And even if I fix the issue for Google with a massive SEO operation or whatever (that may even be impossible for my ridiculously common name), it's still not going to fix the problem for all of the other ways that people use search.

I'm currently transitioning between undergrad and grad school, so now may be the perfect time for a name change? But I don't know what to do. Is it better for me to change my first name or my last name? The problem is that a citation like "Chen 2011" is going to produce so many entries that no one will ever find them, even though they frequently do google things like that (and I simply cannot prevent people from googling something like that). Chen is so frustratingly common that even a "Chen and Name2 2011" paper could come from some random medical paper rather than from something I wrote.

As an additional complication, the % of Chinese people using the English Internet is exponentially rising, and I can only expect the problem to get worse in the future because of that (and not just for my first name, but even variants of my first name too).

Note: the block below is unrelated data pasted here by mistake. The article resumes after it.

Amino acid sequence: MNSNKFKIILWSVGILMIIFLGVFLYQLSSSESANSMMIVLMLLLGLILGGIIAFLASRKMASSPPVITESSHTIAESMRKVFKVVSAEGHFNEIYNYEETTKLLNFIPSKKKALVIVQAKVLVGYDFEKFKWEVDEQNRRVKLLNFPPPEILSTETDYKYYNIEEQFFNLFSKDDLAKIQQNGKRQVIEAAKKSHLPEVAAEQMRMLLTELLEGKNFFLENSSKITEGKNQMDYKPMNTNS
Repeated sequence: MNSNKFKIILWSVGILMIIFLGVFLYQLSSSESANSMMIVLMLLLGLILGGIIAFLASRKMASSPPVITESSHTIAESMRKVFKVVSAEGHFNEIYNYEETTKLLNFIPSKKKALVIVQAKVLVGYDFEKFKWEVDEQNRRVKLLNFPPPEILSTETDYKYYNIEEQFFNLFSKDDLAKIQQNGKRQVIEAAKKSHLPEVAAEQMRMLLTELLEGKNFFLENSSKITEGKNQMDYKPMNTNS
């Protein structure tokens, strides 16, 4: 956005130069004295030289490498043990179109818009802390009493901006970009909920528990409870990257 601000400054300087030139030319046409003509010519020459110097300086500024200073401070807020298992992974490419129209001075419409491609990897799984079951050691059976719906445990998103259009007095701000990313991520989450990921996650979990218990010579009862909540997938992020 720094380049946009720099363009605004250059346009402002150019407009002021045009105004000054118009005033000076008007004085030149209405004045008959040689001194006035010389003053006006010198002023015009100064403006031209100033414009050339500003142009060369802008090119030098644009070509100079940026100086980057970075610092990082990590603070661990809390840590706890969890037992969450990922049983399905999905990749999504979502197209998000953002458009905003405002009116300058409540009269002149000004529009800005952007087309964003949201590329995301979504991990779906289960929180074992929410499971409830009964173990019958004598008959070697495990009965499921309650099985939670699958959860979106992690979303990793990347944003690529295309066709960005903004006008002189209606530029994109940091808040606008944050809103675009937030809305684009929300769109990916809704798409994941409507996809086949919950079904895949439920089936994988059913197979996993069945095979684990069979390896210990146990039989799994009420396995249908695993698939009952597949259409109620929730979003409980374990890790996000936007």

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    Good question, and it's a frustrating situation. Anecdotally, though, I'm not familiar with anyone who resorted to a name change to solve this problem. – eykanal Mar 2 '12 at 15:20
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    Do you have a middle name, and/or a Chinese first name which you could use as a middle name? If you consistently go by "Alex [Something] Chen" I imagine that would make you easier to find. – Anonymous Jul 27 '13 at 16:41
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    That's actually a very good idea. I've been thinking of consistently going by my middle name instead (instead of just the middle initial). – InquilineKea Jul 27 '13 at 19:52